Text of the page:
Trending
MOST READ

Best Salsa Club

Best of SA 2013: 4/24/2013
Chris Pérez, Selena’s Husband, Faces His Past and Looks Forward, Musically

Chris Pérez, Selena’s Husband, Faces His Past and Looks Forward, Musically

Music: Chris Pérez never saw it coming. “All I ever wanted to do was play guitar,” he told the Current. “I never thought I’d be the subject of an interview... By Enrique Lopetegui 8/28/2013
Beaches Be Trippin\': Five Texas Coast Spots Worth the Drive

Beaches Be Trippin': Five Texas Coast Spots Worth the Drive

Arts & Culture: Let’s face it, most of us Lone Stars view the Texas coast as a poor man’s Waikiki. Hell, maybe just a poor man’s Panama Beach — only to be used... By Callie Enlow 7/10/2013
Chris Perez, husband of slain Tejana icon Selena, tells of romance, suffering

Chris Perez, husband of slain Tejana icon Selena, tells of romance, suffering

Arts & Culture: In one of the final chapters of his book To Selena, With Love (out March 6), Selena's widower Chris Perez mentions that Abraham Quintanilla, his former father-in-law, once... By Enrique Lopetegui 3/7/2012
A Look Back at SA\'s Homebrew History

A Look Back at SA's Homebrew History

The Beer Issue: Homebrewing is a foundational American virtue. Not just Sam Adams smiling back from the bottle that bears his name—virtually all the... By Lance Higdon 10/15/2014
Calendar

Search hundreds of restaurants in our database.

Search hundreds of clubs in our database.

Follow us on Instagram @sacurrent

Print Email

Screens

‘In Secret:’ This movie’s better than the book

Photo: Courtesy Photo, License: N/A

Courtesy Photo

“Perhaps this wedding would be better attended if we hadn’t murdered my previous husband.”


Sure, people spoke differently in 1867 than, say, 2014, but that’s a mouthful of corn in any century. Still, somehow, as Olsen says it, caressing Isaac during a rendezvous, her voice low and relaxed while she’s away for a few moments from her pathetic life, it works.

Isaac, for all his promise in Drive and Inside Llewyn Davis, doesn’t come off as well, but that’s probably because Laurent exists solely as a dramatic device that allows Thérèse to effectively access the dark side. Lange appears much better. She uses a steely gaze that makes even Madame Raquin’s most innocuous movements sinister. Better yet is the way she tosses out perfectly dreadful statements about Thérèse’s place in their family as if the poor girl were just an afterthought.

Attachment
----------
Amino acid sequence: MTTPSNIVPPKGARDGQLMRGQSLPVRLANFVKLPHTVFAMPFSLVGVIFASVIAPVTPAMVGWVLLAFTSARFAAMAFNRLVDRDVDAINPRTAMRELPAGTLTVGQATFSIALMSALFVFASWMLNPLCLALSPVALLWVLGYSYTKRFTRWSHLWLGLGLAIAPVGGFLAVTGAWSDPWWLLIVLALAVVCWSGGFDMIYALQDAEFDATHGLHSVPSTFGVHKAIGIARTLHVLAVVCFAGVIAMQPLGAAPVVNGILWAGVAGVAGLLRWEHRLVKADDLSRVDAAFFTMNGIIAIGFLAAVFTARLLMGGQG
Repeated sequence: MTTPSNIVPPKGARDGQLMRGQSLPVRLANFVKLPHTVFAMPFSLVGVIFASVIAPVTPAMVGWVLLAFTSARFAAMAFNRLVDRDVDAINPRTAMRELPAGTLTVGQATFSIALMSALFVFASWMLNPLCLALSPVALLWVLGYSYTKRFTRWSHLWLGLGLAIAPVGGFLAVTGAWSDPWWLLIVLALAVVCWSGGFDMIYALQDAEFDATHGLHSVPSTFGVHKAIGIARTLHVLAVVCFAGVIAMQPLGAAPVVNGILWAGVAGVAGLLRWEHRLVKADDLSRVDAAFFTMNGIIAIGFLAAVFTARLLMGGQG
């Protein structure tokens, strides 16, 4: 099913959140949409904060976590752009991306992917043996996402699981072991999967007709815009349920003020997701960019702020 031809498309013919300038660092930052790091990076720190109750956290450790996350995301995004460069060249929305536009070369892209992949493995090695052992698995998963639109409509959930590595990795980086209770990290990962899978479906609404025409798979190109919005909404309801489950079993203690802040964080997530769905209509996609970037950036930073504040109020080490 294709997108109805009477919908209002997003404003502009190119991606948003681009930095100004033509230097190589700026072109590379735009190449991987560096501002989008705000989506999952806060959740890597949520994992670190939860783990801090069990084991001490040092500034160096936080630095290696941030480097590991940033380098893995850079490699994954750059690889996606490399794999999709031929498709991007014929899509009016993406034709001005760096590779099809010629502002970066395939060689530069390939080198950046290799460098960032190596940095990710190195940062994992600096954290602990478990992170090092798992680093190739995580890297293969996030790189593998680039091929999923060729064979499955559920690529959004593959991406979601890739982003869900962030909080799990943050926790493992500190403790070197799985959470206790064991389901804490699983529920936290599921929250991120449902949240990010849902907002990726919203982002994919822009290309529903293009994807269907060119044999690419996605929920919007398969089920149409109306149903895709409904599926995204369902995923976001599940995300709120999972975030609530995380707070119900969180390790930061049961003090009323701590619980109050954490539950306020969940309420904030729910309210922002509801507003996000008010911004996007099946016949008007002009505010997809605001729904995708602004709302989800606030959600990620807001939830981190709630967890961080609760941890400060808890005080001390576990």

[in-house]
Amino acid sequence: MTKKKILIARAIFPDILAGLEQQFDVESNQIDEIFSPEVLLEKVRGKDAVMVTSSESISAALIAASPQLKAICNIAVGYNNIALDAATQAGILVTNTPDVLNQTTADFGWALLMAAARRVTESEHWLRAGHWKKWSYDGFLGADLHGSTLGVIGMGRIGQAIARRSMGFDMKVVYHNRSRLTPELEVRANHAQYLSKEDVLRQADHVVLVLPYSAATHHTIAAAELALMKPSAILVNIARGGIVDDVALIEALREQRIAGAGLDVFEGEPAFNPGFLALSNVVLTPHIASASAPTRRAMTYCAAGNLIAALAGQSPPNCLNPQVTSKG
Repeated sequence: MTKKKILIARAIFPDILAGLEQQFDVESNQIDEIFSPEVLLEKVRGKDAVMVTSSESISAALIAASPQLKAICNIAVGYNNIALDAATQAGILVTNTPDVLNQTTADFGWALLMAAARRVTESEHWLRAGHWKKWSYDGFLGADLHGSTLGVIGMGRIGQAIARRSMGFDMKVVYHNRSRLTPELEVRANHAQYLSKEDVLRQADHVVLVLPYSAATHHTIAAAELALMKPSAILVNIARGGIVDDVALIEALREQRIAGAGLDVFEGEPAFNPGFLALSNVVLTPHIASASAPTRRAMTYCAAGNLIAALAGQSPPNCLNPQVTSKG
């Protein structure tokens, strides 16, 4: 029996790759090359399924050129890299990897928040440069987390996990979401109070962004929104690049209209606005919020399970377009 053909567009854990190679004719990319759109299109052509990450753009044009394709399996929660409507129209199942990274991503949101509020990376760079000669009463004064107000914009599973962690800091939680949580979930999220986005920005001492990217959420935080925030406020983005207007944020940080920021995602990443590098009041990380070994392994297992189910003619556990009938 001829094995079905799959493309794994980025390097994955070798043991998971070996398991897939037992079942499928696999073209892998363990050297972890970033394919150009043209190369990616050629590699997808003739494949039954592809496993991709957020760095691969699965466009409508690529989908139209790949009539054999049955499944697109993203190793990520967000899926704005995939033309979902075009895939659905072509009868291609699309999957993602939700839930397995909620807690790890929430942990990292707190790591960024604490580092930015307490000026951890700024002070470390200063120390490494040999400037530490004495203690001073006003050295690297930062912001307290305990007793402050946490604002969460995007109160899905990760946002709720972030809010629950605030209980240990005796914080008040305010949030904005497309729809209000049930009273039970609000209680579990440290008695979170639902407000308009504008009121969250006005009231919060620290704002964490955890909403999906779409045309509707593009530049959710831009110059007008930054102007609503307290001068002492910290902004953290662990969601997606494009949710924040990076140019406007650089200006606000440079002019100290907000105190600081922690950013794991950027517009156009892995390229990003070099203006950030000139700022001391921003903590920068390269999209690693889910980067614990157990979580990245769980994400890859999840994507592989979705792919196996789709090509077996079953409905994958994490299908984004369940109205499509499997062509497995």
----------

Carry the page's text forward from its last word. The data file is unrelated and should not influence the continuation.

Eventually, like Thérèse RaquinIn Secret slows to a crawl. After Thérèse and Laurent drown Camille—off camera, but there are fleeting, horrible glimpses in flashback—they sink into a passionless marriage that’s been destroyed by memories of their crime. It’s in the movie’s final 20 minutes that Thérèse and Laurent spit bile at each other and treat Madame Raquin, who’s been sidelined by a stroke, like a rag doll, hauling her from room to room in the house while pointing fingers at each other.

The deliberate pace in the book is torture; on screen it makes sense. All of the characters are trapped in a terrible existence that makes each day feel like a month. And the ending is inevitable—but only because it’s written that way.

In Secret

Writ. and dir. Charlie Stratton; feat. Elizabeth Olsen, Oscar Isaac, Jessica Lange, Tom Felton (R)
Opens Fri, Feb 21 at Santikos Bijou, Embassy 14, Northwest, Palladium and Regal Fiesta and Huebner Oaks Stadium 14

Recently in Screens & Tech
We welcome user discussion on our site, under the following guidelines:

To comment you must first create a profile and sign-in with a verified DISQUS account or social network ID. Sign up here.

Comments in violation of the rules will be denied, and repeat violators will be banned. Please help police the community by flagging offensive comments for our moderators to review. By posting a comment, you agree to our full terms and conditions. Click here to read terms and conditions.
comments powered by Disqus